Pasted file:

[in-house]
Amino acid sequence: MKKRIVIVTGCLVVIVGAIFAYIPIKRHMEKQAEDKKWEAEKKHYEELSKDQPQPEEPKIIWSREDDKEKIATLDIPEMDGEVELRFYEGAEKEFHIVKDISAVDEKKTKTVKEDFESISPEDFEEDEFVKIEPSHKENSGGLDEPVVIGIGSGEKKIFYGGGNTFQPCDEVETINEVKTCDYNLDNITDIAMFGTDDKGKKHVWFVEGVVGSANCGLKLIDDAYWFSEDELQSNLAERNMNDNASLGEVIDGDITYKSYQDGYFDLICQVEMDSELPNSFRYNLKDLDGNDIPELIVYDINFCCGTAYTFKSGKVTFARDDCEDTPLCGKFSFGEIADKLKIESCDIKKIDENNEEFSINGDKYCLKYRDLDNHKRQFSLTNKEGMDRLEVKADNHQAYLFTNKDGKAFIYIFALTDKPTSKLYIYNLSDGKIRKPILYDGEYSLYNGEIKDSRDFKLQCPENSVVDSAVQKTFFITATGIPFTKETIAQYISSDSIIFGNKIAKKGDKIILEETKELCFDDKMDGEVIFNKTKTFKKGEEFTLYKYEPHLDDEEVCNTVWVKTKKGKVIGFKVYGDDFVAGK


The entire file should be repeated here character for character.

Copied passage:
[in-house]
Amino acid sequence: MKKRIVIVTGCLVVIVGAIFAYIPIKRHMEKQAEDKKWEAEKKHYEELSKDQPQPEEPKIIWSREDDKEKIATLDIPEMDGEVELRFYEGAEKEFHIVKDISAVDEKKTKTVKEDFESISPEDFEEDEFVKIEPSHKENSGGLDEPVVIGIGSGEKKIFYGGGNTFQPCDEVETINEVKTCDYNLDNITDIAMFGTDDKGKKHVWFVEGVVGSANCGLKLIDDAYWFSEDELQSNLAERNMNDNASLGEVIDGDITYKSYQDGYFDLICQVEMDSELPNSFRYNLKDLDGNDIPELIVYDINFCCGTAYTFKSGKVTFARDDCEDTPLCGKFSFGEIADKLKIESCDIKKIDENNEEFSINGDKYCLKYRDLDNHKRQFSLTNKEGMDRLEVKADNHQAYLFTNKDGKAFIYIFALTDKPTSKLYIYNLSDGKIRKPILYDGEYSLYNGEIKDSRDFKLQCPENSVVDSAVQKTFFITATGIPFTKETIAQYISSDSIIFGNKIAKKGDKIILEETKELCFDDKMDGEVIFNKTKTFKKGEEFTLYKYEPHLDDEEVCNTVWVKTKKGKVIGFKVYGDDFVAGK